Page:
Photograph of prisoners exercising at Wormwood Scrubs, 1895 (Catalogue reference: COPY 1/420/f174)

This is a brief guide to help you find records of prison administration and policy. Before 1839 prison records are among the correspondence of various government departments held at The National Archives. These records are not yet catalogued and can be difficult to search. Many records after 1839 can be searched by the name of the prison. Many prison records are in local record offices. For individuals see Looking for records of a prisoner.

  • What records can I see online?

    • Parliamentary Papers (1801-2006)

      Search Parliamentary Papers (institutional subscription required). These are an important source of information about prison policy, covering issues such as the efficacy of transportation and the diet of convicts.

  • What records can I find in other archives and organisations?

    • Records held locally

      The National Archives' catalogue has details of collections held by over 2500 archives across the UK. Search our catalogue and refine your results using the filters.

  • What other resources will help me find information?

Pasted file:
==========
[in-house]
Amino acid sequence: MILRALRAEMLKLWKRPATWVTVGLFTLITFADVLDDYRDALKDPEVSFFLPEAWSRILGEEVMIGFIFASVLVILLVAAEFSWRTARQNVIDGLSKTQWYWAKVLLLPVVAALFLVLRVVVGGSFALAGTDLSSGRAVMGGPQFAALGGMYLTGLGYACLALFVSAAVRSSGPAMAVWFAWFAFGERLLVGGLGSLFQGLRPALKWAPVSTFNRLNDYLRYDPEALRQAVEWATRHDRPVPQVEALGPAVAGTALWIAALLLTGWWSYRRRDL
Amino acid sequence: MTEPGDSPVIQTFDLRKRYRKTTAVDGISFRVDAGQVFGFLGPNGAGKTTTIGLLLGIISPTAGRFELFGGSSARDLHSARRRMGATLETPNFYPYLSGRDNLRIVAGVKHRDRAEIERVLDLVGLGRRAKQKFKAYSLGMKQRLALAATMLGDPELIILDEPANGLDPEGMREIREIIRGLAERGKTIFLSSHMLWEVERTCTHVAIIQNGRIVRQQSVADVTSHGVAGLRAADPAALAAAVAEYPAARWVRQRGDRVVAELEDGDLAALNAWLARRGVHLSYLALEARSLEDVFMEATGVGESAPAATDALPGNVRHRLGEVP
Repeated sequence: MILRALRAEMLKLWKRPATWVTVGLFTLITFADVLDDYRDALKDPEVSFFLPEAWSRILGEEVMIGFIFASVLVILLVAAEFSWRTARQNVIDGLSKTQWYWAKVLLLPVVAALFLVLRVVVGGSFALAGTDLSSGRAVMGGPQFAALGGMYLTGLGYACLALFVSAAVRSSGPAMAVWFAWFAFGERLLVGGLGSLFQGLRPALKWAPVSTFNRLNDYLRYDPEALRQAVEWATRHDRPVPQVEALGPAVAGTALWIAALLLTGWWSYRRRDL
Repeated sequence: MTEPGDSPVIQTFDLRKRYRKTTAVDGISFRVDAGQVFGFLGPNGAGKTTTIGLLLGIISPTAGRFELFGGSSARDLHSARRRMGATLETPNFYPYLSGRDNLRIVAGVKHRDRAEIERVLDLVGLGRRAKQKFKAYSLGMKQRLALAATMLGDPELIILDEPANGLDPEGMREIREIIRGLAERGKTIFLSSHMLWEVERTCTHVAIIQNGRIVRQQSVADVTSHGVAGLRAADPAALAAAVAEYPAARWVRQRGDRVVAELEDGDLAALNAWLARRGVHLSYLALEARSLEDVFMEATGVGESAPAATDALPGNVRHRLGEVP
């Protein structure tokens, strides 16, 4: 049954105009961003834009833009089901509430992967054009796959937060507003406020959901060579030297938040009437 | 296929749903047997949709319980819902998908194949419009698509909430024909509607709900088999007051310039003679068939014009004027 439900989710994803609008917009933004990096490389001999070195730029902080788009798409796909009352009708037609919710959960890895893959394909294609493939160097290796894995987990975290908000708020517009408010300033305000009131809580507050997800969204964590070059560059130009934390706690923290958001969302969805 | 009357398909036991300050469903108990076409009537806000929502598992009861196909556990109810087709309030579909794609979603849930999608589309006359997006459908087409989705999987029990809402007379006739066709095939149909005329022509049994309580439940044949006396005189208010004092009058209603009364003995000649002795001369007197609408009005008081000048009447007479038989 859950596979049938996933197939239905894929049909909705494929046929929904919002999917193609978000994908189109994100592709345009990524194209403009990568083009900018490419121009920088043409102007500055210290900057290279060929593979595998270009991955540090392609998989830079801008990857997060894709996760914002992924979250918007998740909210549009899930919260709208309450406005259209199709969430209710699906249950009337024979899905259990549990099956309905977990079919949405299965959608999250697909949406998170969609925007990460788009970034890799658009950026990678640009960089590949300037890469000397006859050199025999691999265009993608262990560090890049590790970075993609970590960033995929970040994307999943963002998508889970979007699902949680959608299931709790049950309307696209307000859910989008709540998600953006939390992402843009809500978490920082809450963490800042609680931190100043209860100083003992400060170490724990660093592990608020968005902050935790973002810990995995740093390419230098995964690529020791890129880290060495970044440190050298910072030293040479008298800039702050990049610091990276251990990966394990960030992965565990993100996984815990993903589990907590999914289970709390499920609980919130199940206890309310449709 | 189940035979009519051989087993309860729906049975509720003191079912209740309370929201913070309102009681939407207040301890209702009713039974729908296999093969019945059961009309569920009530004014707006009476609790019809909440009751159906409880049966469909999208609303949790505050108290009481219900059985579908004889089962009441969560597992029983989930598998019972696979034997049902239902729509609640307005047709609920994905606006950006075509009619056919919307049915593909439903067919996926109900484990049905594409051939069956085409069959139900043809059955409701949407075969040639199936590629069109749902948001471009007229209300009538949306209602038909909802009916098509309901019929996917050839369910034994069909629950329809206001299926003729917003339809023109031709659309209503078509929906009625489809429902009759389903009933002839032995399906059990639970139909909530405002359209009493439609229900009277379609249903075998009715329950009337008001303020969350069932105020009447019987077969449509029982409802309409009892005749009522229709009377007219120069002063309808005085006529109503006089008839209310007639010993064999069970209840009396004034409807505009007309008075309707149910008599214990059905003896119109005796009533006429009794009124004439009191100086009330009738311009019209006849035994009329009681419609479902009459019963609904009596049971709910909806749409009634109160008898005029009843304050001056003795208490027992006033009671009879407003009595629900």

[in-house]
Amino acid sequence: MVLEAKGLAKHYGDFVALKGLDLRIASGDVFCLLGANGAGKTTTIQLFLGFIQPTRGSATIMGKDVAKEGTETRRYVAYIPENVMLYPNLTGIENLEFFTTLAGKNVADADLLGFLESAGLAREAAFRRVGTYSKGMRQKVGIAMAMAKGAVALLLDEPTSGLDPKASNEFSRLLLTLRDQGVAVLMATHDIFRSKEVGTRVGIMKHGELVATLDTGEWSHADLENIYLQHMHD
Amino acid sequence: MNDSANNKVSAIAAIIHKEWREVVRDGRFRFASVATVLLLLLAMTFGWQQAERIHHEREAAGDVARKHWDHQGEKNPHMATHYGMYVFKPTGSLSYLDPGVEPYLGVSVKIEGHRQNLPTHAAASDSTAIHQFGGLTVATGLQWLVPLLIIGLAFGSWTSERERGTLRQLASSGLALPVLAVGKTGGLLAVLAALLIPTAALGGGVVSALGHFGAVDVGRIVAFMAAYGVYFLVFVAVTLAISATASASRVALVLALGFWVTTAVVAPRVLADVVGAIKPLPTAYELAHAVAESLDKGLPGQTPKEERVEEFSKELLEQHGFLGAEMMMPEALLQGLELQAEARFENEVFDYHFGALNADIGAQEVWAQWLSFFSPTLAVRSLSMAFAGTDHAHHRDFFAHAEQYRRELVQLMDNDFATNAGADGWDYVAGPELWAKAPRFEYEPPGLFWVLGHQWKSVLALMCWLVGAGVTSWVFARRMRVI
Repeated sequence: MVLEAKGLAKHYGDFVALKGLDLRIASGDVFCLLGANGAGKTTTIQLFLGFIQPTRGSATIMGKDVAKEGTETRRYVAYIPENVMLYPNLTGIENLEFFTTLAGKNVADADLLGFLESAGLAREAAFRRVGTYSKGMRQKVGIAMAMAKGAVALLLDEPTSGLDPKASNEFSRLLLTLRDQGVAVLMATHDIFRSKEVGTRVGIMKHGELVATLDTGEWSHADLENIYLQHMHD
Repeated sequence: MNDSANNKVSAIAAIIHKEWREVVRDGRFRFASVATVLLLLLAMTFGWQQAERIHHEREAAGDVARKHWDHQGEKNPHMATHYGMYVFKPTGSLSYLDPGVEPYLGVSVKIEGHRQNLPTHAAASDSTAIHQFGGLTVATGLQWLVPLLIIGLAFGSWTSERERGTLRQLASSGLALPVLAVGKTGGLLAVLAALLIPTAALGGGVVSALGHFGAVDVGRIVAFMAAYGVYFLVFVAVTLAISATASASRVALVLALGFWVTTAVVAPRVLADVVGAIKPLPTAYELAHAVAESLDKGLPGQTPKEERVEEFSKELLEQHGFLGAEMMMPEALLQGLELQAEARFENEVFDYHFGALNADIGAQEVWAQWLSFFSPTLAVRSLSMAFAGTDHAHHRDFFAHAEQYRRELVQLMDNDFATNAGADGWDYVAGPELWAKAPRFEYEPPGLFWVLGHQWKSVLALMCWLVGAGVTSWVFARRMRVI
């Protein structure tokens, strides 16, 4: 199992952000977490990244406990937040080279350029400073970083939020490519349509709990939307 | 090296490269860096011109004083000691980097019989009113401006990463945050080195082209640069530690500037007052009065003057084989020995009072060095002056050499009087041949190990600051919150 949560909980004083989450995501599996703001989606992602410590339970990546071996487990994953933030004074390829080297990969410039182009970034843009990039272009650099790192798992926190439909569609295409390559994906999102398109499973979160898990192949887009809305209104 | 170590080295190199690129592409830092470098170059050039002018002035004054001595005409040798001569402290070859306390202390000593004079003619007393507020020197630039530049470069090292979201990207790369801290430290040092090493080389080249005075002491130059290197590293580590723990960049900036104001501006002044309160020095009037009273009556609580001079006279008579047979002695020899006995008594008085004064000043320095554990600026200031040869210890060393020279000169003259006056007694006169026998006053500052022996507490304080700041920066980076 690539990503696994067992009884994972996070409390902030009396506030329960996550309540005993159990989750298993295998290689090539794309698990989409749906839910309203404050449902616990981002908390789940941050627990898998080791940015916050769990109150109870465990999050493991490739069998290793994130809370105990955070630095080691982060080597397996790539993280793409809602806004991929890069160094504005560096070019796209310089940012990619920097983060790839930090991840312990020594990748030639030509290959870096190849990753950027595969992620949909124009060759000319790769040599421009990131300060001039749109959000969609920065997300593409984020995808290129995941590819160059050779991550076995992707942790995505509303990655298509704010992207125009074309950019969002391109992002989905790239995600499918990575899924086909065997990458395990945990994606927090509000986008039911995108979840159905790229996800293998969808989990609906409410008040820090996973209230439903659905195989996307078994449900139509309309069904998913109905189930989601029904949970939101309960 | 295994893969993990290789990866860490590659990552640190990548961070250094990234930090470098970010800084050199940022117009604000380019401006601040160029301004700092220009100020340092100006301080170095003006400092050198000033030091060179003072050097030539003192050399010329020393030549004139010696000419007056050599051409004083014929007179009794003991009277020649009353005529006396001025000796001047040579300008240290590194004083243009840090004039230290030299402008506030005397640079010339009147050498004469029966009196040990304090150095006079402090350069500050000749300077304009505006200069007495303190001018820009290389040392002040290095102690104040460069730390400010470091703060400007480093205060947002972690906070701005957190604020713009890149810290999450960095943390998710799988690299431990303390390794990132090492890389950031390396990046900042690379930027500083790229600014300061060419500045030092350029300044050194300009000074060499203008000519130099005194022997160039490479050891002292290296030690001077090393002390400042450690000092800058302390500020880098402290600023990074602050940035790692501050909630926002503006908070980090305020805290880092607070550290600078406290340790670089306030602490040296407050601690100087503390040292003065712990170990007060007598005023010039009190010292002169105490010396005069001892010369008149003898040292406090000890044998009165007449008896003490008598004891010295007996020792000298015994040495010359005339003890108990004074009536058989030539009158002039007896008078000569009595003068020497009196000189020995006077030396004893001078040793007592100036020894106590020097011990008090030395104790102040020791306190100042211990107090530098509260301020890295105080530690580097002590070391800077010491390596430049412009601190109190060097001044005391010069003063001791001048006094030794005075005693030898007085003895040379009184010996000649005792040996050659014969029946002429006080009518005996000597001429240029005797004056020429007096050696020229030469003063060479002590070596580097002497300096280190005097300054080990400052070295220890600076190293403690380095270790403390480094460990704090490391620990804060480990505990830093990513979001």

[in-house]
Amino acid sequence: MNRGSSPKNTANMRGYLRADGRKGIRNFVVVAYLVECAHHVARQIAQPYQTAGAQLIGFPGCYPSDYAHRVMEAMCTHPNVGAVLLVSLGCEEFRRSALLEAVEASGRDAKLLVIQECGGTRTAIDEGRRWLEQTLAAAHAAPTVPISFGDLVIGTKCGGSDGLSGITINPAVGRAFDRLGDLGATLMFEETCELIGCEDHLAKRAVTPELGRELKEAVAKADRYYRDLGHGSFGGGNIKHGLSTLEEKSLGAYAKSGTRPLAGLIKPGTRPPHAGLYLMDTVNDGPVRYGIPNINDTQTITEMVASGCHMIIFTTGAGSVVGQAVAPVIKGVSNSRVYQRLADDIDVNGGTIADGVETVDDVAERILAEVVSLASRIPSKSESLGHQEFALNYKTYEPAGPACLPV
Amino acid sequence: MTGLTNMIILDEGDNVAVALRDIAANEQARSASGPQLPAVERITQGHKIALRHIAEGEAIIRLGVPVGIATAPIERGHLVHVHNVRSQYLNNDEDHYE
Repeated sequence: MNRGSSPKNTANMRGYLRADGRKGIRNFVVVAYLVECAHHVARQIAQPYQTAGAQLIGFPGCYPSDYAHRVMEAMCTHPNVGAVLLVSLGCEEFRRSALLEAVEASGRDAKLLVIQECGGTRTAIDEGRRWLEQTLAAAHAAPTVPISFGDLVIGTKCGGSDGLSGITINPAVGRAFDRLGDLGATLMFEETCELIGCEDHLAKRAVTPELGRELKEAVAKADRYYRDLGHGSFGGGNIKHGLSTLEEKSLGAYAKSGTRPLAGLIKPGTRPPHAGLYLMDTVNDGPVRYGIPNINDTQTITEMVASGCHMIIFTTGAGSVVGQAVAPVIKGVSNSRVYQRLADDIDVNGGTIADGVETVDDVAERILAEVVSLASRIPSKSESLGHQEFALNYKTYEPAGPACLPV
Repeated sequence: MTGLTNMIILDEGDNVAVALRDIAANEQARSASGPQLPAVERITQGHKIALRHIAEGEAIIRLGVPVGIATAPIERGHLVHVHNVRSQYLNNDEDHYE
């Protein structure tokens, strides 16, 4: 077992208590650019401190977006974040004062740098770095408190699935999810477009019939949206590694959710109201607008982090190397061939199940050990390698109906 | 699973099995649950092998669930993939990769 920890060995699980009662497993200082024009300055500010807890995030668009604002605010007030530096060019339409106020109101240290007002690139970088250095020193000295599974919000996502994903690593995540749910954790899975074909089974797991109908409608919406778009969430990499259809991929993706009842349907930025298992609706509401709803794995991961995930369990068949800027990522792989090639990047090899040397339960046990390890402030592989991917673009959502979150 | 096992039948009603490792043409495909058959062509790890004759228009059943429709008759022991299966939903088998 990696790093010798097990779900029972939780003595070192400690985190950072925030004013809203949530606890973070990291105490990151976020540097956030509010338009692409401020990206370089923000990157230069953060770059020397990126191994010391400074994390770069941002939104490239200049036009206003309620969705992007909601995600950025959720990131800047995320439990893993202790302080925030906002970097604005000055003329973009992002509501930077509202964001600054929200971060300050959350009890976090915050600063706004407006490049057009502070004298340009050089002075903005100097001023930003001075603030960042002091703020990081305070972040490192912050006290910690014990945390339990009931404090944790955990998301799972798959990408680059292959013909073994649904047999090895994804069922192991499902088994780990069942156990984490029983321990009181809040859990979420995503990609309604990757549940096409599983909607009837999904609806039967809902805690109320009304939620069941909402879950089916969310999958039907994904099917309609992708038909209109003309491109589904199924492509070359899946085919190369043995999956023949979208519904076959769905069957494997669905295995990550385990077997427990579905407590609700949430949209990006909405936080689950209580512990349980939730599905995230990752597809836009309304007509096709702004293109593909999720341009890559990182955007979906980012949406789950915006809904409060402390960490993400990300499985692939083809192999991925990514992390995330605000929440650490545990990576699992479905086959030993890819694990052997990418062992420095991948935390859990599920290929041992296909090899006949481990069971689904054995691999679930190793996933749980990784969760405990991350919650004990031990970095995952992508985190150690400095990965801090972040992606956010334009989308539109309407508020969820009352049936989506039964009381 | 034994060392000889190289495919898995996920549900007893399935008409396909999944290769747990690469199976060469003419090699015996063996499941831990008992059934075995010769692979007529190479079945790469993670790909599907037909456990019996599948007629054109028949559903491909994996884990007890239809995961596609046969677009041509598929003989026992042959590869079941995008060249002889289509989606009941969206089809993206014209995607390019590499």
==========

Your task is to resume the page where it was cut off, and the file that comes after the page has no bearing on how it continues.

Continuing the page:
Did you know?

Until the 19th century most prisons were administered locally and were not the property or responsibility of central government.  Exceptions were the King's Bench, Marshalsea and Fleet prisons, which were Crown prisons attached to the central courts.

From the mid-19th century local and national prisons began to be built to house long-term prisoners as an alternative to execution, transportation or the hulksHulk - a prison ship moored near a naval base to house prisoners, often awaiting transportation.

The Prisons Act 1877 established the Prison Commission, which brought the local gaols under government management. Its duties included the maintenance of all prisons, inspection of prison buildings and the condition of prisoners.

In April 1963 the Prison Commission was transferred to the Home Office as its new Prison Department.